To the untrained eye, it probably just looked like some wonky clay project from a kid’s art class. Which was probably how it had ended here in the first place. However, it was actually the legendary Azure Flute (which was not azure at all, but rather violet for some reason). Or at least it was a replica, which was good enough for them.

Time to make that plan, then. Chimchar glanced around until his eyes fell on exactly what he needed at that exact moment—a container of Gak. The wondrous goop was capable of so many feats, he’d definitely be able to think of some way to use it in his clever and ingenious plan that he just now thought of.

Thinking fast, Chimchar snatched the container from the shelf, whipping the lid off.

The shopkeeper’s eyes lit up with anger. “What are you—?!”

Chimchar drew his arm back and hurled the Gak forward, letting it fly through the air, splattering right into her face.

“Ha ha! Just as planned!” Chimchar called out triumphantly.

“In what way was that planned?!” Mudkip retorted.

“Because I said so, alright?” Chimchar huffed. “Now hurry up and grab the thing!”

“Me?!” Mudkip protested. “You’re the one with hands!” But Chimchar was already halfway to the door before the words were out of her mouth. Grumbling to herself, Mudkip scooped the flute up in her mouth and bolted after him. She tried to hurl more indignant commentary at her shortsighted partner-in-crime, but unfortunately failed to take into account the fact that she was still holding the flute in her mouth. Her words came out as a shrill high-pitched note instead.

The ceiling exploded. Chunks of wood and plaster rained down all around, forcing Chimchar and Mudkip to skid to a stop as the path in front of them was suddenly cut off. Hearts pounding, the two glanced around frantically, looking for an alternate exit, when suddenly a piercing beam of light shone down from above.

Mudkip and Chimchar were both frozen as Arceus descended a golden staircase through the gaping hole in the ceiling. Really, did anyone ever know what to do when God manifested inside a thrift shop?

Chibi Pika


Arceus’s hooves made no sound as the Pokémon stepped lightly down the gold steps. The long white and gray protrusion which flowed from the back of her head rippled slightly; the circular golden horns around her abdomen radiated with a soft light. As she descended, so did a deep, powerful aura onto the shop. It invigorated Mudkip, filled her lungs and blood with lush energy.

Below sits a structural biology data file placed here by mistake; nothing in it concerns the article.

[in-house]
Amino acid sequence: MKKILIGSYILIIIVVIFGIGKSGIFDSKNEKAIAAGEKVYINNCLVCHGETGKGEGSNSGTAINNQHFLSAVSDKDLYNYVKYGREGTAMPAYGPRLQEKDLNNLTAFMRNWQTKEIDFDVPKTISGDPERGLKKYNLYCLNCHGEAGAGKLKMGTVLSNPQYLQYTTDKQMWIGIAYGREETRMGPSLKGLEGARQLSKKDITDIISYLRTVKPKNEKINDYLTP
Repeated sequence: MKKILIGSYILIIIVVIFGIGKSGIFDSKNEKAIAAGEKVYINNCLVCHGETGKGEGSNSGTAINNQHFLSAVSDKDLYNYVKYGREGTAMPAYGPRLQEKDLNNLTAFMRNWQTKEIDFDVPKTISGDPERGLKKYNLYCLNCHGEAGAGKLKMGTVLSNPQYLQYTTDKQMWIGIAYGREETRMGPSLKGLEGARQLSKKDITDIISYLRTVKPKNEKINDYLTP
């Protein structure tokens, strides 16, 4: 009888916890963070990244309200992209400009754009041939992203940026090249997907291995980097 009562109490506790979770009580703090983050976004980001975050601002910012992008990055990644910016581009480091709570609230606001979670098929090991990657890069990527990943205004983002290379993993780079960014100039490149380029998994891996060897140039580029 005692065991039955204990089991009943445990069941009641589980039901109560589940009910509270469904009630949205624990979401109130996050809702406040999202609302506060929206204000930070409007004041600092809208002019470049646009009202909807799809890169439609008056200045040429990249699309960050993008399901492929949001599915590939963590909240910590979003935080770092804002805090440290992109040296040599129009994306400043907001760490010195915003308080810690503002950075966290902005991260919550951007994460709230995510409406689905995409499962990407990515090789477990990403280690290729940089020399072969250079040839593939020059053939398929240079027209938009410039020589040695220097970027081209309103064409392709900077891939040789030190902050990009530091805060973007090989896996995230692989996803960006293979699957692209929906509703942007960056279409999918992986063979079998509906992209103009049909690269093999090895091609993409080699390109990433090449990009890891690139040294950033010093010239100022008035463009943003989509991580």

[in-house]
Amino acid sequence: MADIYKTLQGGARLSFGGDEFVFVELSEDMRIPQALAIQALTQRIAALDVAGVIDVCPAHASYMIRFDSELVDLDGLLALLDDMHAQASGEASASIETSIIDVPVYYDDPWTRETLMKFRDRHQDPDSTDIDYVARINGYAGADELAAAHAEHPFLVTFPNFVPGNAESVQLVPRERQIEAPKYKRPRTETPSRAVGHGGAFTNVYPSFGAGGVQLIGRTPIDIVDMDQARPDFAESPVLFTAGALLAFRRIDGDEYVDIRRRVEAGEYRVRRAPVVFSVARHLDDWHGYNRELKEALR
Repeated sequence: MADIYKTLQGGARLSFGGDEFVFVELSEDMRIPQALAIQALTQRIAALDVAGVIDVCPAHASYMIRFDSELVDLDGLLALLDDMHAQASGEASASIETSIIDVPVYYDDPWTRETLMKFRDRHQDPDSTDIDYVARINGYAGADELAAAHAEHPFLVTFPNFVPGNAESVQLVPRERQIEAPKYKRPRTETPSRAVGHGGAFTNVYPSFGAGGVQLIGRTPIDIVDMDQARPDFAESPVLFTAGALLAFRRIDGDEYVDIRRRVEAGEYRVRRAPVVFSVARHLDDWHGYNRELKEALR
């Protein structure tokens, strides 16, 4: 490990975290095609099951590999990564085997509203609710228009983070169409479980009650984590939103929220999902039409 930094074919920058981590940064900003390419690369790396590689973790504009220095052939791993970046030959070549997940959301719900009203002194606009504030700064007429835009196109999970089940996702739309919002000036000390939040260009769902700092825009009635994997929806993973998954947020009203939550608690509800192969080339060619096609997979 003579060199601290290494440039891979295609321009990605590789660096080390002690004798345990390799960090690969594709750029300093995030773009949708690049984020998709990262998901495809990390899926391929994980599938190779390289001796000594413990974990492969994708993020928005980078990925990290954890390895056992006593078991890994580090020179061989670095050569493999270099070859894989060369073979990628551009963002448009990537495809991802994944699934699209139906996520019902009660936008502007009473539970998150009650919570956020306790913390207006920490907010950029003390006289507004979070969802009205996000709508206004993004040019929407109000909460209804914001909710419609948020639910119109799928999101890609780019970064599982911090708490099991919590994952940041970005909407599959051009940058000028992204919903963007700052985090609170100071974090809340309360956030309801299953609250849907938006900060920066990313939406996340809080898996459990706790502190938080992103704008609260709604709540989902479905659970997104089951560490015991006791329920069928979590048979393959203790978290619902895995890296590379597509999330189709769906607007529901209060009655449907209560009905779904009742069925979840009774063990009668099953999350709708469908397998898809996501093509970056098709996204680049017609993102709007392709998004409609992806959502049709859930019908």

Unfortunately, that energy translated into a rising panic.

She looked to Chimchar, who was staring with his mouth agape. What have you done? she thought at him, though she didn’t dare say a word. Near the counter, the manager Heliolisk watched blandly, her arms crossed.

Arceus stepped into the building. She shook her head, and the stairs behind her dissolved into motes of light, the hole in the ceiling repaired itself. "Here am I, the creator of all worlds, the guardian of all Pokémon." Her genderless voice was vast and full of power, seeming to visibly charge the air around her. She cast her gaze toward Mudkip and Chimchar. Mudkip flinched. “Which of my creations have summoned me, and for what purpose?”

Mudkip scooted hastily away. Chimchar remained rooted in his spot. Arceus bore the full weight of her gaze upon him. He stammered, “Well, I – um, there was just this issue – an issue with this store, and I –“

“You weren’t so timid before,” commented Heliolisk from the counter.

Chimchar blanched and looked down. "Ah," Arceus said. She looked toward Heliolisk, who still stood unperturbed at the scene. "Is this another situation?"

"Yuppp." Heliolisk gestured her head at Chimchar. "Yelled at the poor kid at the register. Demanded the manager so I came along, but he still wasn't satisfied. He wanted someone higher up, so…" Helioisk trailed off, flicking her tongue.

Arceus nodded. "I see.”

She turned back to Chimchar, who cowered in return. "State your grievance, young Chimchar,” said Arceus imperiously. The energy in the room grew heavy, an imposing gray. “Surely, it must be serious, that you have summoned God from their place on high."

A long, overbearing silence. Chimchar looked to Mudkip. Mudkip turned her head away.

You did this to yourself.

“Well, I –“ Chimchar eventually said. “My friend and I are explorers. Important. We rescue people! We’re currently on an expedition and had an issue in the last dungeon. We lost our supplies, and are restocking, and I saw that bag over there –“ Said bag had been tossed on the counter. It was a good bag, made of heavy material, but… “I wanted to buy it but it is clearly over-priced!”

“So,” Arceus said. “You summoned God over a pricing dispute over a bag in a thrift shop.”

“An improperly priced bag!” Chimchar objected, but wilted when Arceus’s eyes flashed.